To put that change in perspective, under the current tax structure a company that earns $1 billion in the United States pays $350 million in corporate taxes, leaving the shareholders with a net profit of $650 million. If the 9-9-9 plan were in place those same shareholders would instead enjoy a net income of $910 million, fully $260 million more, or 40% more money in their pockets. The resulting rate would be amongst the lowest in the world and would make the United States an investment magnet for investors and companies from around the world.
Then of course there are jobs. I began this post talking about how the poor would not be negatively impacted by 9-9-9. Actually they will be positively impacted. What is the single most powerful way to turn poor people into middle class taxpayers? More and better paying jobs, of course. With a 9.1% unemployment rate there is little incentive for companies to increase the wages of their employees. There are simply too many people willing to step in and fill the shoes of any disgruntled employee. At an unemployment rate of 4% the dynamic is turned on its head where employees are far better positioned to demand and get wage increases. As economic growth creates millions of jobs and as demand for workers begins to outstrip supply, the value of those employees increases and their compensation follows suit.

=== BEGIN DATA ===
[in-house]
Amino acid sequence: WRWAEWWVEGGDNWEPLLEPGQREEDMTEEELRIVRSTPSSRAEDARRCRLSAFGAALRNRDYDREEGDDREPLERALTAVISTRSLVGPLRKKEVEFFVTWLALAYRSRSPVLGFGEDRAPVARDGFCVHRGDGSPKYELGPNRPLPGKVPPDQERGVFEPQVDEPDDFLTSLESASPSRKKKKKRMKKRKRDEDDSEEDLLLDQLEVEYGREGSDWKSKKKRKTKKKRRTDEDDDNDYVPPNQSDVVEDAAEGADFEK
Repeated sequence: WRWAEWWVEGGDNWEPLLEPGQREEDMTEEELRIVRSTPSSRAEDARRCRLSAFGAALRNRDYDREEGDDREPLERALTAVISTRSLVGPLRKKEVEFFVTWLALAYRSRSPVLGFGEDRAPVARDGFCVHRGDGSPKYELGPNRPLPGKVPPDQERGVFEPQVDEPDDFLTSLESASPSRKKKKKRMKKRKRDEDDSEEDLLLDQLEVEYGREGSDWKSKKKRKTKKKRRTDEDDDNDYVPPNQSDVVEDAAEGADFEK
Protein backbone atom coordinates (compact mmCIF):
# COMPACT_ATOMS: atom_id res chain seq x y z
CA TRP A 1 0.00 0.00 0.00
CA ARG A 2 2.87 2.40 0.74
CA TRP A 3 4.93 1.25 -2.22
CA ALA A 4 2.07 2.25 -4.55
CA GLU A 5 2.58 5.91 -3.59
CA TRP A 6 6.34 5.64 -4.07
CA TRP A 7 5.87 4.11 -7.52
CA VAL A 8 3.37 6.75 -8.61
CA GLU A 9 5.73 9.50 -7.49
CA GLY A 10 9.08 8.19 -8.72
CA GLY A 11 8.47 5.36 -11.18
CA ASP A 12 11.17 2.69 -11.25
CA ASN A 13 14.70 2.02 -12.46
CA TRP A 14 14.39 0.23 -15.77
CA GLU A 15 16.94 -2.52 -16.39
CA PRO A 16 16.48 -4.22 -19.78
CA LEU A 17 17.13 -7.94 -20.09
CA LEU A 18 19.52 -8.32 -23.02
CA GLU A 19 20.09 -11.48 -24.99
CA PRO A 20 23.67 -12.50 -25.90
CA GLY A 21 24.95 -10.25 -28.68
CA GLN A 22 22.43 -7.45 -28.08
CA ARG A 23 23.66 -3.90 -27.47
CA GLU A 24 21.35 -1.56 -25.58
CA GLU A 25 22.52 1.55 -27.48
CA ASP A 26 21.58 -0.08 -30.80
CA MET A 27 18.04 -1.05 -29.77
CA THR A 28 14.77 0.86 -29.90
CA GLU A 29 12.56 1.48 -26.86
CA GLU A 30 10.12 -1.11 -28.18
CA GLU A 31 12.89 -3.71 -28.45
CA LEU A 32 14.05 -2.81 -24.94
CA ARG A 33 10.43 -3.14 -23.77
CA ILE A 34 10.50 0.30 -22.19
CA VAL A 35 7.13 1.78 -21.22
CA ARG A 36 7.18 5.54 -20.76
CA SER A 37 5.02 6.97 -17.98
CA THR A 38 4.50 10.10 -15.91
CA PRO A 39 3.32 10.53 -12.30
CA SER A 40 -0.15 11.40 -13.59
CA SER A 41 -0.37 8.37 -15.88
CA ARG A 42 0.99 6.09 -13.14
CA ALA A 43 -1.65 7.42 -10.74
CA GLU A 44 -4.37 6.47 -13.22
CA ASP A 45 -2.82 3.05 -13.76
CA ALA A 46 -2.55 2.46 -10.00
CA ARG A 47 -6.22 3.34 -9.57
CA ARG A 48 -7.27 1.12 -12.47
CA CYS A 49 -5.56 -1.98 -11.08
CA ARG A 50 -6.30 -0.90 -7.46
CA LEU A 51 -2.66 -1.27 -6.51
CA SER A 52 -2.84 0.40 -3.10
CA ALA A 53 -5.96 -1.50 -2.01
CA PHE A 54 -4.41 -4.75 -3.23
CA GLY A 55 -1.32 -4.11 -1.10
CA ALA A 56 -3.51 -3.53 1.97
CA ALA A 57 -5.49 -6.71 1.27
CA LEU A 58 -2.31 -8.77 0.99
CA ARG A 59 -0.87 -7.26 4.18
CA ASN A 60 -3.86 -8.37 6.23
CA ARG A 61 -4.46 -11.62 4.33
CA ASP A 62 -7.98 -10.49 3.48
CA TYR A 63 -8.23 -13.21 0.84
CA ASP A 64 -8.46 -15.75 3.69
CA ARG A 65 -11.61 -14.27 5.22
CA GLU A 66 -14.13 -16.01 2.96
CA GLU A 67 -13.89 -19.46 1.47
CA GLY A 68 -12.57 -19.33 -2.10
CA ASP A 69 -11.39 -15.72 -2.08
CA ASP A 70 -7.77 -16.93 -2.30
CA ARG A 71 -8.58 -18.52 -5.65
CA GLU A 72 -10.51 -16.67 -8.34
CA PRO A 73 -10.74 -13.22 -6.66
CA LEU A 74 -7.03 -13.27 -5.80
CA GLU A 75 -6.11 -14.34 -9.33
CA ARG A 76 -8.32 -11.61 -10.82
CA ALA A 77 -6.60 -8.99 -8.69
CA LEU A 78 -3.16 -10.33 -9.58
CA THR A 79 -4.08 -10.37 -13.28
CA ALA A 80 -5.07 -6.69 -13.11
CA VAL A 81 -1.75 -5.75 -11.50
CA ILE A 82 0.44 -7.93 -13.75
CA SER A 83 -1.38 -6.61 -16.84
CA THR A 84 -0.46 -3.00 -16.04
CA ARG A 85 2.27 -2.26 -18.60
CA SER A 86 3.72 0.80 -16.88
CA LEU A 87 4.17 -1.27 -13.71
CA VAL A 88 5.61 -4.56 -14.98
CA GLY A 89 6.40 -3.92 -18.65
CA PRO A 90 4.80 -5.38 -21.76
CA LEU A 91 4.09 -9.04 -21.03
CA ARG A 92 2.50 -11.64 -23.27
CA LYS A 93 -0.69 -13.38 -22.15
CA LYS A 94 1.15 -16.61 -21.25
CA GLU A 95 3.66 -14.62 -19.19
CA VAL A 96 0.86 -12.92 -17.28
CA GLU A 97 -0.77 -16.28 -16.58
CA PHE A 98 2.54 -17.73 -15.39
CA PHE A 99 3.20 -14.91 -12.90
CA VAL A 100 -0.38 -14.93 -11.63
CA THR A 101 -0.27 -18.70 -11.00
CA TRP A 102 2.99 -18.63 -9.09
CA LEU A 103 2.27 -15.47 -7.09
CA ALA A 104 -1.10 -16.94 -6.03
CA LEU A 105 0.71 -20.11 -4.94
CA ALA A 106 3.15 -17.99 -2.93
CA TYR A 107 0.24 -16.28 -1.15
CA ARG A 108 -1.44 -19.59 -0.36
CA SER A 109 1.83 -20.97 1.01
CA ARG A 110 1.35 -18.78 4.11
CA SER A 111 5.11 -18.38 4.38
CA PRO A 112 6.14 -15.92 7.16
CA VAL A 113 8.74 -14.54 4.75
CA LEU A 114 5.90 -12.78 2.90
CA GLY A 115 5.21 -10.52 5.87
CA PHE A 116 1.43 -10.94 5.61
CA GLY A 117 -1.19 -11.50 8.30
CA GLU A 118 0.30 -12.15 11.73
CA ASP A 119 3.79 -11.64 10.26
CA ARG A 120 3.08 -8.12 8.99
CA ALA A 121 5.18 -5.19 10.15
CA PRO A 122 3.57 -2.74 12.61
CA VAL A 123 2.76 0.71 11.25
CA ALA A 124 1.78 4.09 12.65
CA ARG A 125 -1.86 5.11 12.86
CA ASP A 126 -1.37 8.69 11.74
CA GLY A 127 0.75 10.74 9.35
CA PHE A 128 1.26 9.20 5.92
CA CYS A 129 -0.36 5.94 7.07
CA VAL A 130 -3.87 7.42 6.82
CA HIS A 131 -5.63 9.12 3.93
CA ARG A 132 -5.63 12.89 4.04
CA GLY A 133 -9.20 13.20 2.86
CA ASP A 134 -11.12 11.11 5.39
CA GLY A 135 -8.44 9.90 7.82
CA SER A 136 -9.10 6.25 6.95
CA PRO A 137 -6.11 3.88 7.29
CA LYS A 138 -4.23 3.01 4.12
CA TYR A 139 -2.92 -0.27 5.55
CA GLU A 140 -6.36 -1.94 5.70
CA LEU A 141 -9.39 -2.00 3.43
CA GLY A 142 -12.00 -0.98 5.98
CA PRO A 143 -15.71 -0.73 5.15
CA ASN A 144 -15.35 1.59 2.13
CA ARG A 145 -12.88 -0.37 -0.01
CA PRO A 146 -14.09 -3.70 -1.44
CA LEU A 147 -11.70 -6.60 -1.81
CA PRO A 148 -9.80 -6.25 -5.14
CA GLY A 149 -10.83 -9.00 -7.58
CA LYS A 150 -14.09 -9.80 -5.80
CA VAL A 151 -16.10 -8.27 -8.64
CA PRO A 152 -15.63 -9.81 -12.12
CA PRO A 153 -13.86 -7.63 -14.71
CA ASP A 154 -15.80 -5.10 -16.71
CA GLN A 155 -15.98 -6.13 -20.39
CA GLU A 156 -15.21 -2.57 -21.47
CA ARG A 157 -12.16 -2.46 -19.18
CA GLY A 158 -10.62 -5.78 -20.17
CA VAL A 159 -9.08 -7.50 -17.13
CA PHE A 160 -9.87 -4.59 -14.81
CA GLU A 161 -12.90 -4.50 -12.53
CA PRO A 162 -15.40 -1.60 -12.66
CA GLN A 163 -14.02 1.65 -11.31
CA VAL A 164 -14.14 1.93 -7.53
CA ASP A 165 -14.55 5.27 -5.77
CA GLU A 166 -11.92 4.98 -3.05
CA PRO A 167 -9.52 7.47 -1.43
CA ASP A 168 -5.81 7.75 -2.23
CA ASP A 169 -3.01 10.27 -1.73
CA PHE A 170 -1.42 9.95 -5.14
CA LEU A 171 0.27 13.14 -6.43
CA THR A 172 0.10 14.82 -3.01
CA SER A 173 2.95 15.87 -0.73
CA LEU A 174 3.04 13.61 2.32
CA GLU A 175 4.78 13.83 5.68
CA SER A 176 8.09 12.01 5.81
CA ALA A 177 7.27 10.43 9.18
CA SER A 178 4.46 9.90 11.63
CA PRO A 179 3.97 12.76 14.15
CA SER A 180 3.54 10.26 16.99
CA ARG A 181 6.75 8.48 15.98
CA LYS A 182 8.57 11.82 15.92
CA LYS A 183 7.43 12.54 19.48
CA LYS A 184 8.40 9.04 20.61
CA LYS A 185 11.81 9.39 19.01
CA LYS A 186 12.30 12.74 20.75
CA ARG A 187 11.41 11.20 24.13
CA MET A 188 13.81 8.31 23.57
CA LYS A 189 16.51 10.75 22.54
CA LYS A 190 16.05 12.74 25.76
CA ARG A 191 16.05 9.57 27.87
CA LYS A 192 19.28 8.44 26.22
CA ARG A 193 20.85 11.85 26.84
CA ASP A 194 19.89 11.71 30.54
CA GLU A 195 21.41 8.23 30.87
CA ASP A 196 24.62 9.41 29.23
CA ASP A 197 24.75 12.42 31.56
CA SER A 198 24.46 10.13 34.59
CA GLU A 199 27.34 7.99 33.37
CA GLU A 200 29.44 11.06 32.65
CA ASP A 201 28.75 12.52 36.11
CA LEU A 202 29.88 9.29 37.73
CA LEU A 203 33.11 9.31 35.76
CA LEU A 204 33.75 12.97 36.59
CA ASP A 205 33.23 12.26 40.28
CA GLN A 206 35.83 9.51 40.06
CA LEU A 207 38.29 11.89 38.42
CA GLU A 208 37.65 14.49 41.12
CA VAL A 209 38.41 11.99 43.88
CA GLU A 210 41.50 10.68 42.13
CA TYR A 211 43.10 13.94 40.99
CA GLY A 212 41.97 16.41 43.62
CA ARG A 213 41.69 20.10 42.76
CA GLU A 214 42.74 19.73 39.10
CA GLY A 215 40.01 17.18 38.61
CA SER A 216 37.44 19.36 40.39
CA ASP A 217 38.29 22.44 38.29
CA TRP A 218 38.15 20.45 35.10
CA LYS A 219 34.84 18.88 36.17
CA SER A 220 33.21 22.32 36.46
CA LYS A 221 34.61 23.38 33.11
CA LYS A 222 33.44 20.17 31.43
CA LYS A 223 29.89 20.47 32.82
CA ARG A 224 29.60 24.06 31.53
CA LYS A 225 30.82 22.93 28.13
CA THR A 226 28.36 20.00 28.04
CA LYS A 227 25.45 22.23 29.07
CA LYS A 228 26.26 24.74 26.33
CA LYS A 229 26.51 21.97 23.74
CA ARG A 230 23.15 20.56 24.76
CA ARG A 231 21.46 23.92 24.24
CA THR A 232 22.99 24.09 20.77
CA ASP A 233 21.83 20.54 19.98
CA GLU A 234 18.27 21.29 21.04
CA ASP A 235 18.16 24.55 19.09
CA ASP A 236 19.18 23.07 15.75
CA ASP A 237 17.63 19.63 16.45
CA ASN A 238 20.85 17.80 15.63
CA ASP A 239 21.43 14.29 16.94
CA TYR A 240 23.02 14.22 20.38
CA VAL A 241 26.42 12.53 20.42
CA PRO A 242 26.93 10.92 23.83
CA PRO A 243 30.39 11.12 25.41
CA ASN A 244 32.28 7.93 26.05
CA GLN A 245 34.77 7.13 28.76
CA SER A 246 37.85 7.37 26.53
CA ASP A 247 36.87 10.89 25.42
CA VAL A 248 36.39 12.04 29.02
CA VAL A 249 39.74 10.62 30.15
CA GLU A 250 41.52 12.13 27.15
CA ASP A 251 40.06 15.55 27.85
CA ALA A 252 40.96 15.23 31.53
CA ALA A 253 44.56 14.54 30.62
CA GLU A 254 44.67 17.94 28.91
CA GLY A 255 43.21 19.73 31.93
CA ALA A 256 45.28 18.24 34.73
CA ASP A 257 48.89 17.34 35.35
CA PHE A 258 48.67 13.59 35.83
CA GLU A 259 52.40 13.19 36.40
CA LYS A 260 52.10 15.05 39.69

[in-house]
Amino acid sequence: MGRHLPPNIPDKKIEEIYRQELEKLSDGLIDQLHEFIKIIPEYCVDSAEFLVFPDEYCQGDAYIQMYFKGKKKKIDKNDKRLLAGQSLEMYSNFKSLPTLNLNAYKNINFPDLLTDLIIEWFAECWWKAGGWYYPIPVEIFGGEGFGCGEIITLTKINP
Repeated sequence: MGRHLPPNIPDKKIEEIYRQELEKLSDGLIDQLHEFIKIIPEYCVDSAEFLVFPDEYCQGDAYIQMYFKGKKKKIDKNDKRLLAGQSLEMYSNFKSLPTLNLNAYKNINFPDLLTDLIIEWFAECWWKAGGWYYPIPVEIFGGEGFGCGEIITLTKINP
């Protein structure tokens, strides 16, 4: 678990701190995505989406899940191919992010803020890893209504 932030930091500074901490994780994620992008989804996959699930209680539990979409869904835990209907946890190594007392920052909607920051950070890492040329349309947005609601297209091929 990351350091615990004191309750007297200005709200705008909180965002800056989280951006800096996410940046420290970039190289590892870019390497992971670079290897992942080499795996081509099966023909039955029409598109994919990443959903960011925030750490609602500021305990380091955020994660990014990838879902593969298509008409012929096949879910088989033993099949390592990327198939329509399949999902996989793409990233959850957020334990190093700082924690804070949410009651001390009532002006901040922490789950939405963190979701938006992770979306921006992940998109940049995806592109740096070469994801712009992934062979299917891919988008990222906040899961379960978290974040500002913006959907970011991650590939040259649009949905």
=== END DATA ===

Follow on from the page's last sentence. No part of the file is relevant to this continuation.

At the end of the day 9-9-9 is by far the best plan on the table. It’s easy to understand, it saves Americans money via lower prices, it means more investment, a growing economy, more jobs and higher wages. If Americans really want to return to prosperity, 9-9-9 will get them there. The question is, do they have the courage to finally walk away from incremental change and do something bold?